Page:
One Week With: 2017 Genesis G90 RWD 3.3T Premium
Two fewer cylinders subtracts nothing
Ah, now here's an interesting twist. Last fall, I spent a week driving the Genesis G80, the sedan considered the "entry-level" model in the new brand's premium lineup. Yet my test car was powered by the maker's top engine, a 420-horse, DOHC 5.0-liter V-8. Six months later, I've just spent another week at the helm of the brand's flagship, the 2017 Genesis G90 RWD 3.3T Premium — except this one was powered not by the big V-8, which is optional, but by a 3.3-liter twin-turbo V-6. This immediately begged the obvious question: Was I stepping down while stepping up?
Despite the newly named "Genesis" division, if you're familiar with Hyundai's previous offerings you'll know these two cars. The G80 is an update of the retired Hyundai Genesis, while the G90 is an evolution of the Hyundai Equus. That is to say, in the G90 you're definitely stepping up in size; the car is more than 8 inches longer than the G80, with more rear-seat legroom and a bigger trunk. The G90 feels bigger, too — in a good way. With a roughly 6-inch greater wheelbase, the G90 glides over road imperfections with a poise the G80 can't match. It's not wallowy, mind you, but there's no mistaking the focus on comfort here.
It's worth noting that the Adaptive Control Suspension is sourced from Germany (Sachs/ZF); it provides independent damping of compression and rebound — meaning impacts can be absorbed while also reining-in any post-shock body motions. The driver has a choice of four vehicle modes, which also control steering, throttle, transmission, and stability-system response; in Sport, the suspension adds enough firmness to feel a bit more "bite" in the road, but you can't make the G90 ride hard. Call it "plush over performance," but the G90 never feels like a boat.
Given my previous experience with the twin-cam "Tao" V-8 — a very nice mill — I expected a letdown with the turbo six. Then I drove the G90 3.3T. And let me tell you, this all-new, twin-turbo, direct-injection "Lambda" six is a beauty. Turbo lag? There isn't any. Instead, easing on the throttle at a stoplight summons an almost immediate swell of torque; all 376 pound-feet are awake and pulling at just 1,300 rpm. By comparison, the V-8 doesn't reach its max torque of 383 pound-feet until 5,000 rpm.
What's more, the 3.3-liter six is nothing but smooth, its exhaust luxuriously hushed by those twin blowers. It feels and sounds expensive. Honestly, I didn't miss the V-8 for an instant (okay, it does sound better gunning to its redline but, really, the G90 isn't the kind of car most owners will flog with a whip). If I were shopping for a G90, I'd be hard-pressed to choose the V-8 over the turbo six. It costs less, gets better fuel numbers, and…it's just that good.
The turbo six's response is only enhanced by the fine 8-speed automatic that's found in every Genesis model. The "Shiftronic" feature allows manual gear selections, but I almost never used it. The G90 is an automobile for cruising, not for romping through the mountains. That's no criticism. Making a cruiser this good is no small feat. Another plus: If you live in a snowy clime, all-wheel drive is available with either engine (my test car was a rear-driver).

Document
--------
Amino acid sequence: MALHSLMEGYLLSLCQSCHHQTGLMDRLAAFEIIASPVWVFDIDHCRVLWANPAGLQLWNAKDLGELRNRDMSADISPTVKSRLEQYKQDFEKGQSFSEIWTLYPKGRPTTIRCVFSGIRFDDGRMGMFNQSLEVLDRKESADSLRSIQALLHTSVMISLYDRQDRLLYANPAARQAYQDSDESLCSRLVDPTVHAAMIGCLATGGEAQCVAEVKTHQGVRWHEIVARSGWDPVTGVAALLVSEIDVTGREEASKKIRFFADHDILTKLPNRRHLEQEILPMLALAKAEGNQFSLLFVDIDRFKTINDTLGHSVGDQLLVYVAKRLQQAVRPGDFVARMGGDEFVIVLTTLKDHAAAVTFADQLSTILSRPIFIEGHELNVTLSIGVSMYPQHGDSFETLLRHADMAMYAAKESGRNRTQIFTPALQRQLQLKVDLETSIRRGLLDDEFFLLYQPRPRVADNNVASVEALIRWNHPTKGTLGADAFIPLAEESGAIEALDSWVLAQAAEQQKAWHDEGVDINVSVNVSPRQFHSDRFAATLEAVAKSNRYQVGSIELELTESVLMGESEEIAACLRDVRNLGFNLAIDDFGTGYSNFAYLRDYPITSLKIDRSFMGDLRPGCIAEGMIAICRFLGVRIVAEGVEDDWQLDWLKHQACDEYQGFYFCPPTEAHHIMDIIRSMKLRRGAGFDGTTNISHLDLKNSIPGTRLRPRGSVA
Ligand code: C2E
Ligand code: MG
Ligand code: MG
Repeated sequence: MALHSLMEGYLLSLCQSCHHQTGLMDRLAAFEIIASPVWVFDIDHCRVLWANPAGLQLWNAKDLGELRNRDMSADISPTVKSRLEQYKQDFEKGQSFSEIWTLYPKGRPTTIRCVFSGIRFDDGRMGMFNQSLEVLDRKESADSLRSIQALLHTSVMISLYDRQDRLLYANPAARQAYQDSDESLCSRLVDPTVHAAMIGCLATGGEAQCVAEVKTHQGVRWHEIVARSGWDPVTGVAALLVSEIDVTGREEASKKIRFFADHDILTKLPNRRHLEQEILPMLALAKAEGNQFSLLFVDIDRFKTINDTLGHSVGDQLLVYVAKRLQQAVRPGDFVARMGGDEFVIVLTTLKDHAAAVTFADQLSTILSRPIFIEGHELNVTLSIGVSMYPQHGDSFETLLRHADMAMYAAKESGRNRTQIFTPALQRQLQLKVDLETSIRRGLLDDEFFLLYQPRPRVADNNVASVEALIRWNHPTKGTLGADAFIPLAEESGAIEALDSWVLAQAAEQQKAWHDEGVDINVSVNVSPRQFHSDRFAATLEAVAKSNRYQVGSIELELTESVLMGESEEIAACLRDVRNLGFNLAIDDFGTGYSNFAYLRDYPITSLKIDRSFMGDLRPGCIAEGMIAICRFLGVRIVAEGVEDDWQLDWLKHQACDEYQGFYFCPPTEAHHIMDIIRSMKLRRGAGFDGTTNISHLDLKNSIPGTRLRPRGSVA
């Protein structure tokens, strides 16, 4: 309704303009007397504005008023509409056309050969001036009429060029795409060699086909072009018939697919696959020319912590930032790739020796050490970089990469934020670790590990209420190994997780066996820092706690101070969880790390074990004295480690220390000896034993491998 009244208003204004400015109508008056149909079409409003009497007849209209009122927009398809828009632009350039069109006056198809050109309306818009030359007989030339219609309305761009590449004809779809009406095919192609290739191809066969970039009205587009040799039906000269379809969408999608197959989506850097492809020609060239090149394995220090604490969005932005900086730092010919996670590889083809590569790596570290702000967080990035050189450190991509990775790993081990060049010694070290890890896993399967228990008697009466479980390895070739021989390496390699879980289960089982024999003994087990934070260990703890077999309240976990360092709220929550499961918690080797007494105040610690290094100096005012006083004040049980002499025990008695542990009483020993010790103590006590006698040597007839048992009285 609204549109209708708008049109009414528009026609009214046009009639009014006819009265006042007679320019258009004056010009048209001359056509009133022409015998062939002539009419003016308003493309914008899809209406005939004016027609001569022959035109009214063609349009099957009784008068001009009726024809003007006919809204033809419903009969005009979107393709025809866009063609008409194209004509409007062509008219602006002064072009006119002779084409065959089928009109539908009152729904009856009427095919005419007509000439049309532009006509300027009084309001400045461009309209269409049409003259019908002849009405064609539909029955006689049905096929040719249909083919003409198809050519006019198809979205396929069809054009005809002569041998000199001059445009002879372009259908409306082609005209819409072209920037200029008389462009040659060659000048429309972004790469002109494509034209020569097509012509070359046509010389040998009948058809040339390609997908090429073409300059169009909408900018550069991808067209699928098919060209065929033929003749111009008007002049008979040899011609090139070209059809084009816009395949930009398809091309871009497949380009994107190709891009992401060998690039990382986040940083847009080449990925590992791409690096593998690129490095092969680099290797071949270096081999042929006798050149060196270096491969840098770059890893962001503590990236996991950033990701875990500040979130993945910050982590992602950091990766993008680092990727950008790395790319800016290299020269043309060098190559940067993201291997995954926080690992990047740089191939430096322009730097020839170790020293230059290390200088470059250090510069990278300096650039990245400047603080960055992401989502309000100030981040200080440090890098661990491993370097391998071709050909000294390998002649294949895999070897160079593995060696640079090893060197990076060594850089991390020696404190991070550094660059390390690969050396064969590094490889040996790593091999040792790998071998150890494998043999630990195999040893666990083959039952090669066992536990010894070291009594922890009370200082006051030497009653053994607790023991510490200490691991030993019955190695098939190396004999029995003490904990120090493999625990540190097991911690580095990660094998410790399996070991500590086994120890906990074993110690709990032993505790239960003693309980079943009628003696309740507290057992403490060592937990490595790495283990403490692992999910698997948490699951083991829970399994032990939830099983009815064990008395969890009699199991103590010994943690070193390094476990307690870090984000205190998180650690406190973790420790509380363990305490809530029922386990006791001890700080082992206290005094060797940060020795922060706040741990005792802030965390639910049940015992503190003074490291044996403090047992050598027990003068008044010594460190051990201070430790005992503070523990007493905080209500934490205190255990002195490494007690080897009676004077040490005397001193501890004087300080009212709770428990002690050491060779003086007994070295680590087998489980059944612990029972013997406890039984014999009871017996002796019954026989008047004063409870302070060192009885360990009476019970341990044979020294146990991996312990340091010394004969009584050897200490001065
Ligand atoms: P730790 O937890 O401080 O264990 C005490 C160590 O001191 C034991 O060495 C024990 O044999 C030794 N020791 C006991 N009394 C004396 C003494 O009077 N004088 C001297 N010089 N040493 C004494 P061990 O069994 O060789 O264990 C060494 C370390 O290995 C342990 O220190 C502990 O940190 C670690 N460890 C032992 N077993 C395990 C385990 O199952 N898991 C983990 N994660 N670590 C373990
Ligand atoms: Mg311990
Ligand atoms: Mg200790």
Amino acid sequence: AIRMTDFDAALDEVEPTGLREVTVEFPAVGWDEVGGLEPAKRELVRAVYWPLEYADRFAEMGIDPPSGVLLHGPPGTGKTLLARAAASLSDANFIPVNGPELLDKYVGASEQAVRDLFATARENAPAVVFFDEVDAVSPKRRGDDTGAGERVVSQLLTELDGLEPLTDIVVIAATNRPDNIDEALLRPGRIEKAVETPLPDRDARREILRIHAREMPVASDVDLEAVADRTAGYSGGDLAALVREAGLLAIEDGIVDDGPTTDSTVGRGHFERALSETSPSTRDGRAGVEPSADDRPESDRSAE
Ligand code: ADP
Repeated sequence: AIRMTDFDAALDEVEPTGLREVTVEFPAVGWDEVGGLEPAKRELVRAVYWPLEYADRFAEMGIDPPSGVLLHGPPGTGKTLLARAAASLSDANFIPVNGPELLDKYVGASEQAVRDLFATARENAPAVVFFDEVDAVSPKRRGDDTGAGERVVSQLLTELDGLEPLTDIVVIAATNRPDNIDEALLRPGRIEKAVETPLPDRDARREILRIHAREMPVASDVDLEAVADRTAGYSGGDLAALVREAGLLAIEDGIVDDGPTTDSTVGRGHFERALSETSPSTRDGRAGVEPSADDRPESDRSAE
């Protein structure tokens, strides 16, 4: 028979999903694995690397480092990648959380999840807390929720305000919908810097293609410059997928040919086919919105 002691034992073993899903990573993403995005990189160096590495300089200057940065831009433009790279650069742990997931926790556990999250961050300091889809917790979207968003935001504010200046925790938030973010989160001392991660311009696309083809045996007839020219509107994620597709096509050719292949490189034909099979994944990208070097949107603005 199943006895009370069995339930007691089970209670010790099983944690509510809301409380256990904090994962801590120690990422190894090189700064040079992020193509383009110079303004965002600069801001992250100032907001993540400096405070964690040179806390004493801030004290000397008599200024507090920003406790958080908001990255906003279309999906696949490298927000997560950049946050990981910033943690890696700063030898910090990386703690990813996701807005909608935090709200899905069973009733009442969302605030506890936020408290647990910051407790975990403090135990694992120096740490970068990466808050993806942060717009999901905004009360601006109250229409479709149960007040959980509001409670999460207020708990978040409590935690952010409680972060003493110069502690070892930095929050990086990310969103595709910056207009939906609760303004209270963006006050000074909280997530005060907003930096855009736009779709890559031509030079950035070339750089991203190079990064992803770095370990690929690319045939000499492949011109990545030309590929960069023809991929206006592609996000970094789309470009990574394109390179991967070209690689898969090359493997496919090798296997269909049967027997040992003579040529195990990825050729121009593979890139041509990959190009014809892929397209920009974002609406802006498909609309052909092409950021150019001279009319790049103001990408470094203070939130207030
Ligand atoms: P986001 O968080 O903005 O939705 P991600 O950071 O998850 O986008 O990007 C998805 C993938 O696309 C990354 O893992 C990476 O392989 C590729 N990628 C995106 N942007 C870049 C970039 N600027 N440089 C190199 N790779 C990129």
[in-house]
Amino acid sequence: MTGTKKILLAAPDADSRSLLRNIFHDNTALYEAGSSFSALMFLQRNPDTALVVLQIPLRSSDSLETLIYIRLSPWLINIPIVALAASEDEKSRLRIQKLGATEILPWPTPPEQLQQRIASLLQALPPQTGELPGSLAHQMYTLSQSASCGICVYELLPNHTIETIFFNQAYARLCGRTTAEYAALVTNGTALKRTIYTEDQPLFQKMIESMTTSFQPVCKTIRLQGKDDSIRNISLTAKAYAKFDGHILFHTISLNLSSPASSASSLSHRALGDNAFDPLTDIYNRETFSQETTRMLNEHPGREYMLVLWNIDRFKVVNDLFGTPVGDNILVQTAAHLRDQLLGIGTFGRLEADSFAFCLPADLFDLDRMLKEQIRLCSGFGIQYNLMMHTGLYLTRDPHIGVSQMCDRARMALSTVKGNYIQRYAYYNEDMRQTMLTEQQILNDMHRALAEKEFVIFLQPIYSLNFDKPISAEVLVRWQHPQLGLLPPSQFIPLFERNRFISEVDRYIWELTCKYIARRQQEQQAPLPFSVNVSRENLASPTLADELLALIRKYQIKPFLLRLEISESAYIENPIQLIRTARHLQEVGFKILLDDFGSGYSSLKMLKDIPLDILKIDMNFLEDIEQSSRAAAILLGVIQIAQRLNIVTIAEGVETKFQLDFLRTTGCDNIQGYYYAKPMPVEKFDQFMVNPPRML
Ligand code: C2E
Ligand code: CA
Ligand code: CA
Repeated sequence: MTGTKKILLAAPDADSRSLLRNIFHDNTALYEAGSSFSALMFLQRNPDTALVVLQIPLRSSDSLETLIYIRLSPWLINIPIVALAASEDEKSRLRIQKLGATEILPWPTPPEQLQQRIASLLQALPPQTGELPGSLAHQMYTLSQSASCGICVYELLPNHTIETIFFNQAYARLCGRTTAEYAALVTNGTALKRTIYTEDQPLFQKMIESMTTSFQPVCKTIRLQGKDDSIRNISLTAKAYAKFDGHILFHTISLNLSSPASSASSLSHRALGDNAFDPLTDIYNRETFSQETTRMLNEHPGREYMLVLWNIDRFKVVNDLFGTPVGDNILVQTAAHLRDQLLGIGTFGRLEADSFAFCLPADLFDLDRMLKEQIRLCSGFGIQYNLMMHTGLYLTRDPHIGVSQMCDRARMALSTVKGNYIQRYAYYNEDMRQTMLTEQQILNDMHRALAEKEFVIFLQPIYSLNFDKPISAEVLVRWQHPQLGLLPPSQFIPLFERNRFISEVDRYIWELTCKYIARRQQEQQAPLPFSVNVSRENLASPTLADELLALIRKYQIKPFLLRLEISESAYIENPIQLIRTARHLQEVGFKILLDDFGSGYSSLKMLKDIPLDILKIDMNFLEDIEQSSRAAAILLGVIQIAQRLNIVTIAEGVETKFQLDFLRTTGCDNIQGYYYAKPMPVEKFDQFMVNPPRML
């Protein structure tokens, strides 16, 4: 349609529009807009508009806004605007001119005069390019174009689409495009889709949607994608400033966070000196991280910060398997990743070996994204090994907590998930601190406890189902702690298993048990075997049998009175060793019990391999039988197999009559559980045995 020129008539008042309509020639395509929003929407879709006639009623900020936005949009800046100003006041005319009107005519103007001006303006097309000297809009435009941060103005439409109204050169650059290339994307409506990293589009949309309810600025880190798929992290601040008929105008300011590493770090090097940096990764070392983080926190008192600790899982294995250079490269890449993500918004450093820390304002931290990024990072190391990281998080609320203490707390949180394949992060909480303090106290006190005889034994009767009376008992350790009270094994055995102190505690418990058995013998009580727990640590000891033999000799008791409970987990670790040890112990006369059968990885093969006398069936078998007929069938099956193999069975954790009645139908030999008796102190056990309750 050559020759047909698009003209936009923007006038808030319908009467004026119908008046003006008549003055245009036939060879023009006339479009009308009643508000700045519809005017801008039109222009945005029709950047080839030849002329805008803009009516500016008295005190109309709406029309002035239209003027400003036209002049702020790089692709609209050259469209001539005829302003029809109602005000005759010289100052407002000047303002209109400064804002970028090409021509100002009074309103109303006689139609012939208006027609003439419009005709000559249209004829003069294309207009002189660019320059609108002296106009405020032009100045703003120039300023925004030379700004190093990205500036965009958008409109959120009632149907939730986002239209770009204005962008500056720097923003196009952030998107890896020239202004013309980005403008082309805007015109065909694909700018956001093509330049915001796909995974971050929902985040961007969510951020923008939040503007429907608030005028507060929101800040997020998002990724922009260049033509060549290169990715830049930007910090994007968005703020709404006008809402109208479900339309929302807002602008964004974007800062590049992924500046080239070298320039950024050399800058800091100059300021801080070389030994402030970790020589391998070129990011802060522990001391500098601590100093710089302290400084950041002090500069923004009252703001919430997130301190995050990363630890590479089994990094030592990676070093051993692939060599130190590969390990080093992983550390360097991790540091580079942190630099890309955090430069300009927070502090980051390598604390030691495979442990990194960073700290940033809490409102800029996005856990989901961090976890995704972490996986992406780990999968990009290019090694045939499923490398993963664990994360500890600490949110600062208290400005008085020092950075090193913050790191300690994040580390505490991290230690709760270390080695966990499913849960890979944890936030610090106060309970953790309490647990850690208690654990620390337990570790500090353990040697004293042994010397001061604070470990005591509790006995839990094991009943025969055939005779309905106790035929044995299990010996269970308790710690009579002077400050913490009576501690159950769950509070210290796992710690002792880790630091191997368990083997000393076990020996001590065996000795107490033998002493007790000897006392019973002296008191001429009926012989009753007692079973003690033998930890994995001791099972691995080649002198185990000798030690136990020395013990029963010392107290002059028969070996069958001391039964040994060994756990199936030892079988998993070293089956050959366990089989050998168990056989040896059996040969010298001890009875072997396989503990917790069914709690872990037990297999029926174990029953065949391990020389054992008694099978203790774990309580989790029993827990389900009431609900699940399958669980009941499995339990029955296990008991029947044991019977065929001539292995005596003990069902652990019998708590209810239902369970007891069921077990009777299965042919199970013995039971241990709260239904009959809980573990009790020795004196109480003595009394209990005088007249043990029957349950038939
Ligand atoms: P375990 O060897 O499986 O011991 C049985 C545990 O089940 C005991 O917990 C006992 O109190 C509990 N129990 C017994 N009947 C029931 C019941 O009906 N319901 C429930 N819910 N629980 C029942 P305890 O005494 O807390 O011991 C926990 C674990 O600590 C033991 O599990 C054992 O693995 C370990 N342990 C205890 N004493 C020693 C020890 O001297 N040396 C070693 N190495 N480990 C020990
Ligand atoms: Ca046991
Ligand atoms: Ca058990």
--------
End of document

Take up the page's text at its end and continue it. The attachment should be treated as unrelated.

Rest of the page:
Genesis may be the "new" brand in the premium-sedan segment, but this flagship sedan is already at least on par with — and in some ways better than — the established makes. In addition to its poised powertrain and composed chassis, the G90 surrounds its occupants with almost every imaginable amenity — standard. I found myself cranking the 7.1-surround Lexicon audio system at every opportunity; on a live recording of "Lawyers, Guns, and Money," one of Warren Zevon's impassioned wails damn near cracked the windshield. A full complement of driver-assist systems is on board, from blind-spot detection to lane-keep assist, and they do an admirable job of providing helpful info without being intrusive. Particularly good is the central multi-view display, which is fed by four external cameras so you can see all around the car almost as if you were walking around it.
Significantly, during my week with the Genesis nothing leapt out to say "I'm not quite up to par yet!" The G90 is a machine without irritations. True, the cockpit lacks the sophistication and style of, say, the Audi A8, but the G90 wins you over anyway simply by doing its job so well. The materials are rich. The systems are well-executed. The fit and finish are superb. And then there's the sticker: $69,050. Everything included. You choose the paint color and the shade of interior. Done.
For years, Lexus has been the standard-bearer in this class, undercutting the German bluebloods with comparable luxuries and features for thousands less. But with the arrival of the G90, the LS 460 has just been served a dose of its own smack. The Genesis undercuts the price of a base LS 460 by more than $4,000. And the G90's sticker is all-inclusive. To build an equivalent Lexus, you'll have to spend more. Even then, the G90 is bigger (with significantly better front- and rear-seat legroom and shoulder room), delivers more low-end torque, and comes with a better basic warranty (60 months/60,000 miles versus 48/50,000). Arguably, the G90 might even drive…better.
An impressive piece of work, this big four-door. A turbo six may never have the "status" of a big V-8, but after driving the V-6-powered Genesis 3.3T for a week, I'd say any G90 is a definite step up.
2017 Genesis G90 RWD 3.3T Premium Specifications
|ENGINE||3.3L turbocharged DOHC 24-valve V-6/365 hp @ 6,000 rpm, 376 lb-ft @ 1,300 rpm|
|LAYOUT||4-door, 5-passenger, front-engine, RWD sedan|
|EPA MILEAGE||17/24 mpg (city/hwy)|
|L x W x H||204.9 x 75.4 x 58.9 in|
|0-60 MPH||5.6 sec (est)|
|TOP SPEED||155 mph (est)|